England can learn a lot from the Danes off the pitch | Sports News



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Euro 2020 mascot Skillzy poses with a Lego model of the Krestovsky stadium in St. Petersburg


England are favorites to beat Denmark at Wembley this week, but we have a lot to learn from the innovative Danes, including the five things listed below:

1 Sweet pastry paradise

You’ve probably eaten Danish pastry at some point in your life, but do you know your “rabarberhorn” from your “hindbaersnitter”?

You may have to walk through the door at 6am to get them while they’re hot, but next time you find yourself in Copenhagen, be sure to sample a range of sweet flaky pastries that can be decorated. or filled with nuts, fruits, seeds and marmalades.

2 No quilt battles in Denmark

In the height of winter, sharing a double duvet can turn into a grueling battle that lasts until late into the night, but the Danes have a solution: single duvets for each person in a double bed.

This is not an idea limited only to Denmark and is common to all of Scandinavia as well as Germany and Austria and shows that we are clearly behind when it comes to optimizing sleep.

3 More efficient workers

Denmark is considered the second most productive worker in Europe and this is not the result of an increase in the number of working hours.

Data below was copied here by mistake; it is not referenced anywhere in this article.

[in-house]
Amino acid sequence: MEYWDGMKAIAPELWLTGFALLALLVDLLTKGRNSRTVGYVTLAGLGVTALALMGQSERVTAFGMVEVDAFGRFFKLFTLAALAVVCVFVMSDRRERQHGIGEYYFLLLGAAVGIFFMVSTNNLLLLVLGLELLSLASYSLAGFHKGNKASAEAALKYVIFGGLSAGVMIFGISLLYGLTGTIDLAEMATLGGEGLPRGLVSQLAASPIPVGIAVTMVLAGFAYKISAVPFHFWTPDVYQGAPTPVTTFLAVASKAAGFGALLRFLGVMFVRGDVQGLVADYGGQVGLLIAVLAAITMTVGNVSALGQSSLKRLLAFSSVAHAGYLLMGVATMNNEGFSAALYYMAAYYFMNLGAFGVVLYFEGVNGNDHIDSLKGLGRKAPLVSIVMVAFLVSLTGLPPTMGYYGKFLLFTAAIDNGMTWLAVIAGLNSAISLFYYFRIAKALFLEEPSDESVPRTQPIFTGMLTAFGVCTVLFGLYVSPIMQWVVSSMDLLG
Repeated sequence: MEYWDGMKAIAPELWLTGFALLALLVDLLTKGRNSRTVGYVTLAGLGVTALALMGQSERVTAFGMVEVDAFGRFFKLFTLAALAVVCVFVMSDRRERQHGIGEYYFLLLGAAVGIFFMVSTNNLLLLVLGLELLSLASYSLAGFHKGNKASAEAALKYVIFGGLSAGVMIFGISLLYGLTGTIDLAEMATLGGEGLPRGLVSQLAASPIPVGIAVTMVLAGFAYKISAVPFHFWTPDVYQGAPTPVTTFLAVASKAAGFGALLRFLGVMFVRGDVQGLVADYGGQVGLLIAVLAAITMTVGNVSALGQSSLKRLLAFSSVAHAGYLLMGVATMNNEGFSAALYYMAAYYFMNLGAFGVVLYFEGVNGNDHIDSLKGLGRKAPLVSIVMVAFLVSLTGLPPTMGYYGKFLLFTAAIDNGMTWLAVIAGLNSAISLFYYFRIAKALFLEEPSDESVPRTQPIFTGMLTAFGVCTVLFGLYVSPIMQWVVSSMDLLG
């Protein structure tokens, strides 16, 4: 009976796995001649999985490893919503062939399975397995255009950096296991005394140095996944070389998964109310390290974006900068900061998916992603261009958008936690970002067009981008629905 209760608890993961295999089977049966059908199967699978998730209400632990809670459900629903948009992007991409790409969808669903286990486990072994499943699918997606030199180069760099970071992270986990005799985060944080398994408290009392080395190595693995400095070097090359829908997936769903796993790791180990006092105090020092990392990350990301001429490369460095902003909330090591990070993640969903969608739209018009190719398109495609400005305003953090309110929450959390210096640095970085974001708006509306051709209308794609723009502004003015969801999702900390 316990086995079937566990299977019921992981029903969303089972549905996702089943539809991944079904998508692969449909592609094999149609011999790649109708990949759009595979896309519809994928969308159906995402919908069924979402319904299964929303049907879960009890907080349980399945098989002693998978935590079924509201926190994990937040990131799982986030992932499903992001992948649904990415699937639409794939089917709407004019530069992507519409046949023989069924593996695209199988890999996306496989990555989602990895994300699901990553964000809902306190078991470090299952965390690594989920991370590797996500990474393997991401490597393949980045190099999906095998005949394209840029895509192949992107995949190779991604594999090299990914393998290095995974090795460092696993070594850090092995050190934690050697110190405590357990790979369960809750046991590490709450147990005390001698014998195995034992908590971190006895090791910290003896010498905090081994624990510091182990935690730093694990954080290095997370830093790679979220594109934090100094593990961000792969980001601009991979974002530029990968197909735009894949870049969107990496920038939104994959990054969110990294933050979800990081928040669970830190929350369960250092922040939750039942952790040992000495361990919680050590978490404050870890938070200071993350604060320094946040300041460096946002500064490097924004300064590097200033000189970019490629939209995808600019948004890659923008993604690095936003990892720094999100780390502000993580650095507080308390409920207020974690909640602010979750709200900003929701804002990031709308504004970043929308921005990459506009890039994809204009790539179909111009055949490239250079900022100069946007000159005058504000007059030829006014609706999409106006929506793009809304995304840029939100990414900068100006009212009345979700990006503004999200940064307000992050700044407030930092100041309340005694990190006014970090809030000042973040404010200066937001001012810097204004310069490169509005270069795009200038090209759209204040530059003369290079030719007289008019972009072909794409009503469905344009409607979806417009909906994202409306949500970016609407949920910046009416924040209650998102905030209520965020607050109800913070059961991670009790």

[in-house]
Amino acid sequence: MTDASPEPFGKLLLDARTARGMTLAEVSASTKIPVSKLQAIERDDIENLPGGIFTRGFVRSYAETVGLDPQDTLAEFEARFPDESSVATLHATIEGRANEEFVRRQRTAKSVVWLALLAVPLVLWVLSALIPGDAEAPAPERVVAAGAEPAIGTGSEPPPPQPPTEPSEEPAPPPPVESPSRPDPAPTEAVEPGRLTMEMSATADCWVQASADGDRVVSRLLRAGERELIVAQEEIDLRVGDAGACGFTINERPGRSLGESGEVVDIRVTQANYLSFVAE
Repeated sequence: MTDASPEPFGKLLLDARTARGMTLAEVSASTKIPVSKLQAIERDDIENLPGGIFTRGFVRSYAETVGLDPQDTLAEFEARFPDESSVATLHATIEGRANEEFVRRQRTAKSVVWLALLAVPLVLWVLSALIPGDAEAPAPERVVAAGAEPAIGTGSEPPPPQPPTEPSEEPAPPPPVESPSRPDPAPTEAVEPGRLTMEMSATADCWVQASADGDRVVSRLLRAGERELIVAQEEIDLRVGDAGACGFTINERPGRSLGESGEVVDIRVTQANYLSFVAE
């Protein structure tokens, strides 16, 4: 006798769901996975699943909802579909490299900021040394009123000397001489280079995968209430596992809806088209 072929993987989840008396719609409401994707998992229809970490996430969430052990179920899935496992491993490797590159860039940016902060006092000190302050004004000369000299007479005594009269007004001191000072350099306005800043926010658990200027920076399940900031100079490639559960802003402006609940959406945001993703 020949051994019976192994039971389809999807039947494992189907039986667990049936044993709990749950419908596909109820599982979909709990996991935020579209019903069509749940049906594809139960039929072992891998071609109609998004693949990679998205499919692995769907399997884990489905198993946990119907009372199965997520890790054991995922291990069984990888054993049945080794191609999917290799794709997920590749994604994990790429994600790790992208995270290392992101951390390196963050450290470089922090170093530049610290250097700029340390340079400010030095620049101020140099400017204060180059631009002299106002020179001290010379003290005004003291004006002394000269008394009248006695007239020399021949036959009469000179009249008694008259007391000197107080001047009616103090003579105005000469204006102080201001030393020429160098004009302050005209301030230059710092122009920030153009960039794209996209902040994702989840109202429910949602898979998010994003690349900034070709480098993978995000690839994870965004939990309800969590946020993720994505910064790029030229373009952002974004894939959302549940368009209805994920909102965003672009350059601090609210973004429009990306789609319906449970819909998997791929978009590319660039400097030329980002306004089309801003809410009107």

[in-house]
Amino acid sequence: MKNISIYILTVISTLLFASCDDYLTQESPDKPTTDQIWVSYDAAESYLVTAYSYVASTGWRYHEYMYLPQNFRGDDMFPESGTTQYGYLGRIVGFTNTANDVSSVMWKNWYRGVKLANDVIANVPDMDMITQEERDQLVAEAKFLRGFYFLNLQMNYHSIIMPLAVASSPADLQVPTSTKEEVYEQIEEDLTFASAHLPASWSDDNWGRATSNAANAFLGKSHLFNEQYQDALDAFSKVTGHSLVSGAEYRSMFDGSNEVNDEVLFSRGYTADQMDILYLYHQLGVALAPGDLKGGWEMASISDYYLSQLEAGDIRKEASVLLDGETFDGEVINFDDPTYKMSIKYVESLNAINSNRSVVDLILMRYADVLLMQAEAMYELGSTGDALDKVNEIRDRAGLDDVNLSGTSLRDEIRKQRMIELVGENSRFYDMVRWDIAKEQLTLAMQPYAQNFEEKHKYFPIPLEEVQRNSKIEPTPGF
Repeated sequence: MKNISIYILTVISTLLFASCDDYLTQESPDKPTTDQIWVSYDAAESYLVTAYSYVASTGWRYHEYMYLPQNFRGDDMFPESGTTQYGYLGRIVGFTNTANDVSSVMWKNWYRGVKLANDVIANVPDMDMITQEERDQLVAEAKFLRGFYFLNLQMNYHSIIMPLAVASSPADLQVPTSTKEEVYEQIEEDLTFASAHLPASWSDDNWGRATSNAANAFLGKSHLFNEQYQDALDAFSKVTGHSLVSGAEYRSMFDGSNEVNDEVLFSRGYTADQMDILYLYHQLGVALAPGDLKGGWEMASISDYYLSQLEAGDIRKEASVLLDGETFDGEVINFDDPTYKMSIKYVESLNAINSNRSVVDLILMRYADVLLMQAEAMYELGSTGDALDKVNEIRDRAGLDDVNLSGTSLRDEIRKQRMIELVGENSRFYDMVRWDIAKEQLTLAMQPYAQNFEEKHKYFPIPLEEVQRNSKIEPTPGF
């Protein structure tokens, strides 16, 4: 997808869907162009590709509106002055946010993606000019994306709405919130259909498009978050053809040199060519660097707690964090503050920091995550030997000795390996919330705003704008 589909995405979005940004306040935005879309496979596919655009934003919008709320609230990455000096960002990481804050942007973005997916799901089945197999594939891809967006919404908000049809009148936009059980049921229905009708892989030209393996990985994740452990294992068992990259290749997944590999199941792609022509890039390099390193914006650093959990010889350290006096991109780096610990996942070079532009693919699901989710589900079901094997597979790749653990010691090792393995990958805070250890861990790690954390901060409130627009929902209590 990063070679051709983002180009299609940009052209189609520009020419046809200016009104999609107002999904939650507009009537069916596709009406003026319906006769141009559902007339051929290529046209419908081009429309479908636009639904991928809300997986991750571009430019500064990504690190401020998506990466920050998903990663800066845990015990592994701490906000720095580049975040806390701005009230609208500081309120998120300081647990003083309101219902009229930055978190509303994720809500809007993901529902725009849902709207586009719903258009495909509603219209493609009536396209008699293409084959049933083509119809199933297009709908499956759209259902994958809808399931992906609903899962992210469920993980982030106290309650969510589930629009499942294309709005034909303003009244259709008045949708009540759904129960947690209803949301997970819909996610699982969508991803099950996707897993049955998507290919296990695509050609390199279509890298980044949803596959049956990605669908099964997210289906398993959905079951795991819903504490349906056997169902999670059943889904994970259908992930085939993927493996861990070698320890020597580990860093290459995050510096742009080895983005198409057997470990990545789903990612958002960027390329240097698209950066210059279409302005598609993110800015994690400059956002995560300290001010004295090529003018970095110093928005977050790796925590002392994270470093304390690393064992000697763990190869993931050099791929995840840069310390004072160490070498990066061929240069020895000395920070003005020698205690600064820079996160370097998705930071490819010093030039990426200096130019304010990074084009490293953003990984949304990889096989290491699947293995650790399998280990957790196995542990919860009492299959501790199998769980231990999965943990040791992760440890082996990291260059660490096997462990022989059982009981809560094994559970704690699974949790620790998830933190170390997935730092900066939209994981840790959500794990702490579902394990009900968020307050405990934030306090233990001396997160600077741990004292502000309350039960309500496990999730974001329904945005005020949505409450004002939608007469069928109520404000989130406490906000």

In fact, Danish offices usually close around 4 p.m., which gives employees more opportunities for leisure and time with family, and staying at work longer is not encouraged.

4 Better attitude towards life

A trip on the London Underground will give you an idea of ​​the attitude of some Brits towards everyday working life whereas in Denmark they really have a word for appreciating the simple things.

‘Hygge’ – pronounced ‘hoo-gah’ – is about indulging in the good things around us, from eating something tasty to taking a hot shower.

5 Creators of the greatest toy

Widely regarded as the greatest toy ever invented, Lego – derived from the Danish expression “leg godt” which means “to play well” – comes from Billund in Denmark.

Starting with interlocking colorful plastic bricks, Lego can now be used to build models of just about anything and its popularity shows no signs of fading.

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